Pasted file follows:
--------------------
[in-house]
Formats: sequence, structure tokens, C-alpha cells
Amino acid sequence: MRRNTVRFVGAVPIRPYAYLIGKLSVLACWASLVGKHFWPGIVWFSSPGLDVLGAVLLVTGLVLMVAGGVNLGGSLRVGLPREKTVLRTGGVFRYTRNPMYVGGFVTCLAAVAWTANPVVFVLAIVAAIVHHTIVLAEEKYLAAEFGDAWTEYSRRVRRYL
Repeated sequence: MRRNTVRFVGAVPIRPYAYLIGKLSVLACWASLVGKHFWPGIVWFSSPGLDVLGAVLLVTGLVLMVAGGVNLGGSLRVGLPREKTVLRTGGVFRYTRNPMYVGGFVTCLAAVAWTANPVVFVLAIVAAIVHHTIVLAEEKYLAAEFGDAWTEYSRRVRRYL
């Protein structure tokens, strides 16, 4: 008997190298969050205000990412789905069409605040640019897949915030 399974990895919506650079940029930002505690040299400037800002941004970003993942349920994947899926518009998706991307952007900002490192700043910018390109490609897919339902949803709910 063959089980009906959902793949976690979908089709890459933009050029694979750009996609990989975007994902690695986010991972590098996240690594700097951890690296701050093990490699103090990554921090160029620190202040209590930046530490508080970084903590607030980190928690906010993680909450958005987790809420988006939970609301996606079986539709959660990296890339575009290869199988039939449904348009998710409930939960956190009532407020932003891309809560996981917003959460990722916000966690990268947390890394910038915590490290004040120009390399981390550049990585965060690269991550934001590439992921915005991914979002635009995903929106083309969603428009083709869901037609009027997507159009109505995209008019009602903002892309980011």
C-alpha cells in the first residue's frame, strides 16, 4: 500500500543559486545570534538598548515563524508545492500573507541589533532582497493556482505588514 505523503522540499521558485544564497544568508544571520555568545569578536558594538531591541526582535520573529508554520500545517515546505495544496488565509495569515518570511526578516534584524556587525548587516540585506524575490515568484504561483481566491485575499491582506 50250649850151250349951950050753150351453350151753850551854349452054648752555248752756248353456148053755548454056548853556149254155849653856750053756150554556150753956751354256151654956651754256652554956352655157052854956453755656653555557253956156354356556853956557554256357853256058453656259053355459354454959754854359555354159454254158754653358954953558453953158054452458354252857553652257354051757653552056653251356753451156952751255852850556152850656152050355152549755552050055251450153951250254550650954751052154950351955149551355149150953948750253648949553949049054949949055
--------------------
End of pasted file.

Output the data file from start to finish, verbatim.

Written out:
[in-house]
Formats: sequence, structure tokens, C-alpha cells
Amino acid sequence: MRRNTVRFVGAVPIRPYAYLIGKLSVLACWASLVGKHFWPGIVWFSSPGLDVLGAVLLVTGLVLMVAGGVNLGGSLRVGLPREKTVLRTGGVFRYTRNPMYVGGFVTCLAAVAWTANPVVFVLAIVAAIVHHTIVLAEEKYLAAEFGDAWTEYSRRVRRYL
Repeated sequence: MRRNTVRFVGAVPIRPYAYLIGKLSVLACWASLVGKHFWPGIVWFSSPGLDVLGAVLLVTGLVLMVAGGVNLGGSLRVGLPREKTVLRTGGVFRYTRNPMYVGGFVTCLAAVAWTANPVVFVLAIVAAIVHHTIVLAEEKYLAAEFGDAWTEYSRRVRRYL
């Protein structure tokens, strides 16, 4: 008997190298969050205000990412789905069409605040640019897949915030 399974990895919506650079940029930002505690040299400037800002941004970003993942349920994947899926518009998706991307952007900002490192700043910018390109490609897919339902949803709910 063959089980009906959902793949976690979908089709890459933009050029694979750009996609990989975007994902690695986010991972590098996240690594700097951890690296701050093990490699103090990554921090160029620190202040209590930046530490508080970084903590607030980190928690906010993680909450958005987790809420988006939970609301996606079986539709959660990296890339575009290869199988039939449904348009998710409930939960956190009532407020932003891309809560996981917003959460990722916000966690990268947390890394910038915590490290004040120009390399981390550049990585965060690269991550934001590439992921915005991914979002635009995903929106083309969603428009083709869901037609009027997507159009109505995209008019009602903002892309980011």
C-alpha cells in the first residue's frame, strides 16, 4: 500500500543559486545570534538598548515563524508545492500573507541589533532582497493556482505588514 505523503522540499521558485544564497544568508544571520555568545569578536558594538531591541526582535520573529508554520500545517515546505495544496488565509495569515518570511526578516534584524556587525548587516540585506524575490515568484504561483481566491485575499491582506 50250649850151250349951950050753150351453350151753850551854349452054648752555248752756248353456148053755548454056548853556149254155849653856750053756150554556150753956751354256151654956651754256652554956352655157052854956453755656653555557253956156354356556853956557554256357853256058453656259053355459354454959754854359555354159454254158754653358954953558453953158054452458354252857553652257354051757653552056653251356753451156952751255852850556152850656152050355152549755552050055251450153951250254550650954751052154950351955149551355149150953948750253648949553949049054949949055